DIY Tulle Circle Skirt.

I love Pinterest! {I know you do too, want to be friends? Follow me!} It has so many fun projects, ideas  and pictures on it. Recently while looking for some ideas to show my brothers fiancé regarding flower girl dresses I came across a couple of pictures of Ladies in Tulle Skirts. I am not talking a full on tutu here but a lovely skirt with just a touch of whimsy that only tulle can bring.

I saw, I liked, I figured, “Hey I could make one”


Here is how I did.


This skirt is a classic circle skirt, easy to sew and you get to use all that High School Geometry that you have forgotten.

First here are my materials and I will explain how I determined my yardage and how you can too.


10 yards tulle

3 yards lining

2 inch elastic waist band

Matching thread

Parchment or Pattern paper

Pencil, measuring tape, scissors, etc.

To get started you need a few measurements so you can go fabric shopping.

Measurement 1: Waist Circumference (C)

I wanted my skirt to sit at the narrowest part of my waist, right at my belly button. Using a measuring tape I measured with my tape resting snugly without sucking it in or pulling tight.

I got 29 inches

Measurement 2: Length (L)

I wanted my skirt to hit right at my knees so I measured from my belly button to the top of my knees. {It helps to have a hubby or friend read this one so you are not trying to contort to get the number}

I got 22 inches

Now for some Math

In order to create our circle pattern we need to know the radius(R) of our waist circle.  Dust off that corner of your brain and remember what that equation is,got it?  R=C/(2π). Yeah me neither, so I go here and use this handy calculator.

Based on my measurements of 29, I get a radius of 4.5.

Because I am using an elastic waist I want my skirt to have a lovely drape to it so I added 1 inch to my radius and have 5.5 inches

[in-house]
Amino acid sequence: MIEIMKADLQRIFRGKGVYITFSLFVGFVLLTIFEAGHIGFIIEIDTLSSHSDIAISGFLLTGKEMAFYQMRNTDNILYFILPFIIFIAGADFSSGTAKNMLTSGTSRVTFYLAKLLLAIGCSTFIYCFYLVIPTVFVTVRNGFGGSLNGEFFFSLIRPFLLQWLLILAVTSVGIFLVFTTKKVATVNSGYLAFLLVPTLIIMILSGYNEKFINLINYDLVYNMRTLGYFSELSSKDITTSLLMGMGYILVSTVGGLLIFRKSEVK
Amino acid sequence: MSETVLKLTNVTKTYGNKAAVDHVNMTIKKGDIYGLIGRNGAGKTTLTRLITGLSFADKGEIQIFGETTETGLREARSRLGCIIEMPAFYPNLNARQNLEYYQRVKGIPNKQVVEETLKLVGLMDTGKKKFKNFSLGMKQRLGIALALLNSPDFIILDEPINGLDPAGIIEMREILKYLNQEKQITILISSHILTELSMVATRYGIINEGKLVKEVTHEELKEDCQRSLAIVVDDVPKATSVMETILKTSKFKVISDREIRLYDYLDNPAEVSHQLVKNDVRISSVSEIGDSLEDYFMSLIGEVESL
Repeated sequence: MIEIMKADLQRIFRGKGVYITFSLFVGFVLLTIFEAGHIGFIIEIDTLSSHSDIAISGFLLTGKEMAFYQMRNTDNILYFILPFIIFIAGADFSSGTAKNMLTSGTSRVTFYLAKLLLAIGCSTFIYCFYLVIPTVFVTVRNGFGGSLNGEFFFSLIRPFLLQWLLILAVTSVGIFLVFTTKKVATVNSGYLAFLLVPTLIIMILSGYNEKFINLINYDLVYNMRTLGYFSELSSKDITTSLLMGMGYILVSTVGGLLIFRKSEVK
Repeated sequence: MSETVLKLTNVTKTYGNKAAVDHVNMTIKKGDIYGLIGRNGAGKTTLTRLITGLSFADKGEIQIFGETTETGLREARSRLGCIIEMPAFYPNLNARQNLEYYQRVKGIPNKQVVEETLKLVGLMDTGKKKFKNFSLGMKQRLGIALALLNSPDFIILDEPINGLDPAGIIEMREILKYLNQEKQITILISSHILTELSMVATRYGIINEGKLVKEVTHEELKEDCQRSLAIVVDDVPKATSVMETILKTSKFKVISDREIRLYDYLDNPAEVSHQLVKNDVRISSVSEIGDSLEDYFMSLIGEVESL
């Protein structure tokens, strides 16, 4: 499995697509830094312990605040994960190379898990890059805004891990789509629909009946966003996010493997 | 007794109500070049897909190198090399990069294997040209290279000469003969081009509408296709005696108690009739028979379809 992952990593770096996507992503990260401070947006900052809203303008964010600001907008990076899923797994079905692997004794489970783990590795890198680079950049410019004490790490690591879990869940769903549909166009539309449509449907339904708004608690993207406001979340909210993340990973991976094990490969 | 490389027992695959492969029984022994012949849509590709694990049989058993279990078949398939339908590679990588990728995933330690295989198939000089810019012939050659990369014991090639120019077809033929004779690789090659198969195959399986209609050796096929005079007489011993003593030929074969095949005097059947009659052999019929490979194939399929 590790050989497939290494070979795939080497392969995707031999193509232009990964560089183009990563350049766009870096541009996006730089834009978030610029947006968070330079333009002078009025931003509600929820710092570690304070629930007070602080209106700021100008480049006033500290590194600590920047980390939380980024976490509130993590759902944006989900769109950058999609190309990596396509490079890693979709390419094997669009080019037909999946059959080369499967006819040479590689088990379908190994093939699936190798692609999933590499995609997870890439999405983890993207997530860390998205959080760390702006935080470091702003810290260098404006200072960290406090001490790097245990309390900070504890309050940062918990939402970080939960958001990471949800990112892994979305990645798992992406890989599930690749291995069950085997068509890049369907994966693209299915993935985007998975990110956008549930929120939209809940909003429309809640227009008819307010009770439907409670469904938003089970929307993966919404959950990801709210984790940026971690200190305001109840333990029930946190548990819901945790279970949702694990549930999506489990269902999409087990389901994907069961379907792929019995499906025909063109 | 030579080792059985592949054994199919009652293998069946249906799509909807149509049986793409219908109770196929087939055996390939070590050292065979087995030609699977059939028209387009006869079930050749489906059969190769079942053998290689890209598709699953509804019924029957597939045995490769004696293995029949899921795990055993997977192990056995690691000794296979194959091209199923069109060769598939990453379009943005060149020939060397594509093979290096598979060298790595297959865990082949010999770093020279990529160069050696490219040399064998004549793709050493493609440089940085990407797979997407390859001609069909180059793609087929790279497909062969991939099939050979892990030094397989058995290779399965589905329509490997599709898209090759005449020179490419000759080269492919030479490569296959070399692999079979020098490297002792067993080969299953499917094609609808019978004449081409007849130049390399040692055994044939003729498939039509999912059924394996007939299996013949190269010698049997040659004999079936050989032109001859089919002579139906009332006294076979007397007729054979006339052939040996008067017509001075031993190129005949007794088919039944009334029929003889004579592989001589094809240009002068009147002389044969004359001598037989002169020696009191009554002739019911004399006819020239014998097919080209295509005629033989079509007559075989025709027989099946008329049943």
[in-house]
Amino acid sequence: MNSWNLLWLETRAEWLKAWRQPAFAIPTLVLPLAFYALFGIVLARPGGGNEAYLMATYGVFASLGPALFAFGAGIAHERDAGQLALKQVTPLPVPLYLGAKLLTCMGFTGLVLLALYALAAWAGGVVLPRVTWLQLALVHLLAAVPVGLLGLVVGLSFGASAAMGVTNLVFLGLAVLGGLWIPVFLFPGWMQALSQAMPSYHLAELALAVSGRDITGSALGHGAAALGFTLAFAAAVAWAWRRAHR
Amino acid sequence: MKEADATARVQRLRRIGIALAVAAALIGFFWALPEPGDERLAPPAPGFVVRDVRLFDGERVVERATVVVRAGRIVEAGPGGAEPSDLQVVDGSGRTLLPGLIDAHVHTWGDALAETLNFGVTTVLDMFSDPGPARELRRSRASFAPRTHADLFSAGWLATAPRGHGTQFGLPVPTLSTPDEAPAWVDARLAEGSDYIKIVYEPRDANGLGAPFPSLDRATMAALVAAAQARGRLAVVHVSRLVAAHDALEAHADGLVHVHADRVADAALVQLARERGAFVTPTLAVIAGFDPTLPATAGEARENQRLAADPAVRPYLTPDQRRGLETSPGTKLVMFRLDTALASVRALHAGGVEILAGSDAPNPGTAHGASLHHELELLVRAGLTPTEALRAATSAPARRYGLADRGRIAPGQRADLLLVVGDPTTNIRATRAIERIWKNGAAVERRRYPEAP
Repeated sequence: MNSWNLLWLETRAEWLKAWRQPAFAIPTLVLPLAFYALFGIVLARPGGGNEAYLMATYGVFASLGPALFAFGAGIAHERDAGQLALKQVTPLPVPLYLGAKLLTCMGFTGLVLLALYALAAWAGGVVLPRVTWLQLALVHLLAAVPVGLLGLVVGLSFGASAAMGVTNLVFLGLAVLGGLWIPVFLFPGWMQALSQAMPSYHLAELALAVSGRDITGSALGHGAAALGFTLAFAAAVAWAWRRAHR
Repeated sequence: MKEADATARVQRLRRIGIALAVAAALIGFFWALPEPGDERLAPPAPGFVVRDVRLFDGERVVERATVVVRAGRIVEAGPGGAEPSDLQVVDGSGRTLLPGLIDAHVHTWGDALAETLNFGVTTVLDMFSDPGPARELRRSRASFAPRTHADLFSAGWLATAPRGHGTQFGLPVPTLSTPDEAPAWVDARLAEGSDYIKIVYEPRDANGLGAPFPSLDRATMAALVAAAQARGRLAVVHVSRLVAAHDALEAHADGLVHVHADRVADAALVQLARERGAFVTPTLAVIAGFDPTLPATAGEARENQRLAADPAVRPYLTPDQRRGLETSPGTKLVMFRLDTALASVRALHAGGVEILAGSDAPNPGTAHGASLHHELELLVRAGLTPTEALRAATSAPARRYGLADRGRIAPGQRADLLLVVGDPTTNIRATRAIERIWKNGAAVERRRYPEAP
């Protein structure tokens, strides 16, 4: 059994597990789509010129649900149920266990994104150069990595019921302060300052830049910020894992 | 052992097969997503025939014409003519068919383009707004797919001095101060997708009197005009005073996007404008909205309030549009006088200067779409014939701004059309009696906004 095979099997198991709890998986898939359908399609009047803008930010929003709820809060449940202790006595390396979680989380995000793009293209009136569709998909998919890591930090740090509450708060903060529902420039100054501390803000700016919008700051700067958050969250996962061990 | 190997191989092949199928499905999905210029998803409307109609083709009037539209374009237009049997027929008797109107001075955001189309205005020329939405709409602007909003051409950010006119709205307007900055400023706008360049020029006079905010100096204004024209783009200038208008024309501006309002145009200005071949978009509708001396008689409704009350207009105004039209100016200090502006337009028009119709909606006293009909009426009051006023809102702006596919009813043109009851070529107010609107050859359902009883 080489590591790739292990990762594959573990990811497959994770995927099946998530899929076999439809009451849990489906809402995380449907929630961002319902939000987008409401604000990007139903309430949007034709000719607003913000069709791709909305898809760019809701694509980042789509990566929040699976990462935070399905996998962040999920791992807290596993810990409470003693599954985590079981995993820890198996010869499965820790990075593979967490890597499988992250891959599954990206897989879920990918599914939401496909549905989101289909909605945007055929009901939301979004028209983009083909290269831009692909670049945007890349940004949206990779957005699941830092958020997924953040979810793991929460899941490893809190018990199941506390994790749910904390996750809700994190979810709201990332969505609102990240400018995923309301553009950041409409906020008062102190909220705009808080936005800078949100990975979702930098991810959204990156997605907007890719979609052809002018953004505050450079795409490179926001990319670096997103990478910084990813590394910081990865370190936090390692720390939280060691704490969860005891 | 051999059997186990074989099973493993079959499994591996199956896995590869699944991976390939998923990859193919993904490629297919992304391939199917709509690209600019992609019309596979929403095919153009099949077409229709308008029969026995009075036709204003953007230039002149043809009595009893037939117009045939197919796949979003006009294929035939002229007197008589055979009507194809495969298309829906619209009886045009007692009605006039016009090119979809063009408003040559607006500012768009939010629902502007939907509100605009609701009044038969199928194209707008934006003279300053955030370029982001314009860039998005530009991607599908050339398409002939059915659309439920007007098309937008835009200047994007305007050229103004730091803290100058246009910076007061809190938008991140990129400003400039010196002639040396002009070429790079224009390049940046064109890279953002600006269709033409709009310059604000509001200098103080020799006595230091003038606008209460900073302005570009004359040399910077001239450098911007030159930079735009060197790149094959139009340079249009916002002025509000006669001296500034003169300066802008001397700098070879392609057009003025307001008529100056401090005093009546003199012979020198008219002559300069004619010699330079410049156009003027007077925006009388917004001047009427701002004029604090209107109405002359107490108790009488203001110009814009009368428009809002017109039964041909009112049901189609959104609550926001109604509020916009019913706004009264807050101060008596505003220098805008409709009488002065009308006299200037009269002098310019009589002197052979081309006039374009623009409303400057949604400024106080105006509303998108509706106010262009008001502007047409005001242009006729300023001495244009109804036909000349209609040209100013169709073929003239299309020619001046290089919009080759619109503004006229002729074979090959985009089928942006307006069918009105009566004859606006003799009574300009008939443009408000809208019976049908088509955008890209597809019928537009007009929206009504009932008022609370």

How much fabric will you need?

You are going to be cutting a big circle from your fabrics and the easiest way is to create a ¼ circle pattern and fold your fabric into a square.

My ¼ square measures 27.5 inches. (22{L} + 5.5 {R}) This means that I will need a piece a fabric 55×55 to cut each layer out of.

The standard on the bolt tulle is 58 inches wide. As is lining so I did not have to piece my skirts or order wider online.

Buying Yardage

Using my above measurement of 55×55, {remember each yard is 36 in long by 58 in wide}  I needed 1 yard, 19 inches per layer.  10 yard of tulle = 6 layers {or just shy 7}. 3 yards of lining = 2 layers

Creating your pattern

Using pattern or parchment paper create a square 1 or 2 inches larges that you need. Using a compass or string draw out 2 arcs. #1 at the R {5.5 in} and #2 at 27.5 {(R+L)}

See picture for example


Cutting your Circles

Cut your tulle into sections long enough to cut from (55 in + 1 for wiggle)

Fold each section into a square keeping the Folded edge toward you.

Align and pin pattern along Folded edges.


Cut and Repeat with remainder of the tulle and lining


Assembling Waistband

Cut 2 inch elastic by 30 inch long piece. {Waist was 29}

Aligning cut edges sew 1 inch in.

Open Seam and sew down edges.

Set aside.

DSC_0010Shown here in contrasting colors

Assembling skirt

Because I choose Ivory I had to doubled my lining. Sew outer curve {with 1 inch seam allowance} with right sides together, notch, flip and top stitch. Bringing the lining up allows the tulle to show. If you are working with a darker color, there is no need to double it and simply hem the lining up 1 inch so the tulle has some over hang.

Mark quarter distance with pin.


Overlay 1st layer of tulle pining inner curves together.

Repeat with remainder of tulle layers.

Using basting stitch, sew along inner curve to hold all layers together.

skirt5Trust me don’t skip this and go straight to pinning your waistband. The tulle has a mind of its own and shifts like crazy.

Turn skirt inside out, place elastic inside skirt then Mark and Pin waistband and skirt at regular intervals allowing for drape between pins.


Attach elastic to skirt, ½ inch allowance then ¼ inch. {Remember to stretch to elastic as you sew.}